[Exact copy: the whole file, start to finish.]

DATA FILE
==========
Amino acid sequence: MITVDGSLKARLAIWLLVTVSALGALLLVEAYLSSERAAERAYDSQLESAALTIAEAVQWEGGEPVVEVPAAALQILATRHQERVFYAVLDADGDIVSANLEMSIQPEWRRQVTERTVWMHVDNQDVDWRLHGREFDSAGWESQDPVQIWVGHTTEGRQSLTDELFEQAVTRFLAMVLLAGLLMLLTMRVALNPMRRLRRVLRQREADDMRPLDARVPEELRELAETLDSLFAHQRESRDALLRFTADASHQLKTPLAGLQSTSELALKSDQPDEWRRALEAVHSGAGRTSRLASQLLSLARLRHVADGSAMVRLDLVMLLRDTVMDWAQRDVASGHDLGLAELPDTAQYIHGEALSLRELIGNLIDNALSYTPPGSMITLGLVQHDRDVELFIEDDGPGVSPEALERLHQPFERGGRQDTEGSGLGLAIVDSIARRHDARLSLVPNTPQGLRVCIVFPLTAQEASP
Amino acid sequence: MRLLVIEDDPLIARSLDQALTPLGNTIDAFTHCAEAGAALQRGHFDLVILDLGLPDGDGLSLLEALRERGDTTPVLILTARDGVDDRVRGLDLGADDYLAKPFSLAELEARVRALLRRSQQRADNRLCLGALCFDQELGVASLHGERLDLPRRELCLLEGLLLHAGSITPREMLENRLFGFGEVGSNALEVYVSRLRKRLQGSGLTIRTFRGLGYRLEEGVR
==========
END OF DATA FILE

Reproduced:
Amino acid sequence: MITVDGSLKARLAIWLLVTVSALGALLLVEAYLSSERAAERAYDSQLESAALTIAEAVQWEGGEPVVEVPAAALQILATRHQERVFYAVLDADGDIVSANLEMSIQPEWRRQVTERTVWMHVDNQDVDWRLHGREFDSAGWESQDPVQIWVGHTTEGRQSLTDELFEQAVTRFLAMVLLAGLLMLLTMRVALNPMRRLRRVLRQREADDMRPLDARVPEELRELAETLDSLFAHQRESRDALLRFTADASHQLKTPLAGLQSTSELALKSDQPDEWRRALEAVHSGAGRTSRLASQLLSLARLRHVADGSAMVRLDLVMLLRDTVMDWAQRDVASGHDLGLAELPDTAQYIHGEALSLRELIGNLIDNALSYTPPGSMITLGLVQHDRDVELFIEDDGPGVSPEALERLHQPFERGGRQDTEGSGLGLAIVDSIARRHDARLSLVPNTPQGLRVCIVFPLTAQEASP
Amino acid sequence: MRLLVIEDDPLIARSLDQALTPLGNTIDAFTHCAEAGAALQRGHFDLVILDLGLPDGDGLSLLEALRERGDTTPVLILTARDGVDDRVRGLDLGADDYLAKPFSLAELEARVRALLRRSQQRADNRLCLGALCFDQELGVASLHGERLDLPRRELCLLEGLLLHAGSITPREMLENRLFGFGEVGSNALEVYVSRLRKRLQGSGLTIRTFRGLGYRLEEGVR